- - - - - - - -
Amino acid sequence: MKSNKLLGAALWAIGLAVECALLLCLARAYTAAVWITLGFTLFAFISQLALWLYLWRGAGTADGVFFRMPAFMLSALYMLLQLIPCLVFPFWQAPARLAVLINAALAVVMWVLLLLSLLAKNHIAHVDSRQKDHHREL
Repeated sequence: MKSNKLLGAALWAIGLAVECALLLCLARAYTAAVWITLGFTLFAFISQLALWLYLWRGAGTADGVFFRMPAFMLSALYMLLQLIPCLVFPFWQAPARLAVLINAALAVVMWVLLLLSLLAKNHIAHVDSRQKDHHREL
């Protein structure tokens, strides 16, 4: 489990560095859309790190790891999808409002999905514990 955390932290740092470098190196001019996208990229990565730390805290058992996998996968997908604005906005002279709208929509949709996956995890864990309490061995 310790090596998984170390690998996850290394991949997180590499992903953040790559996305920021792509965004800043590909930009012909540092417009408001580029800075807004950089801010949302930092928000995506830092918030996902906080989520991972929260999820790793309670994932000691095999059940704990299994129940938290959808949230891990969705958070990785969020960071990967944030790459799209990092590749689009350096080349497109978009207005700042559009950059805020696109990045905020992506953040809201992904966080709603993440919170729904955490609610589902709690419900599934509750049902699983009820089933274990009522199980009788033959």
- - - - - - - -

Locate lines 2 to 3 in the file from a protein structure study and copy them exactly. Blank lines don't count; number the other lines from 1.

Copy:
Repeated sequence: MKSNKLLGAALWAIGLAVECALLLCLARAYTAAVWITLGFTLFAFISQLALWLYLWRGAGTADGVFFRMPAFMLSALYMLLQLIPCLVFPFWQAPARLAVLINAALAVVMWVLLLLSLLAKNHIAHVDSRQKDHHREL
């Protein structure tokens, strides 16, 4: 489990560095859309790190790891999808409002999905514990 955390932290740092470098190196001019996208990229990565730390805290058992996998996968997908604005906005002279709208929509949709996956995890864990309490061995 310790090596998984170390690998996850290394991949997180590499992903953040790559996305920021792509965004800043590909930009012909540092417009408001580029800075807004950089801010949302930092928000995506830092918030996902906080989520991972929260999820790793309670994932000691095999059940704990299994129940938290959808949230891990969705958070990785969020960071990967944030790459799209990092590749689009350096080349497109978009207005700042559009950059805020696109990045905020992506953040809201992904966080709603993440919170729904955490609610589902709690419900599934509750049902699983009820089933274990009522199980009788033959």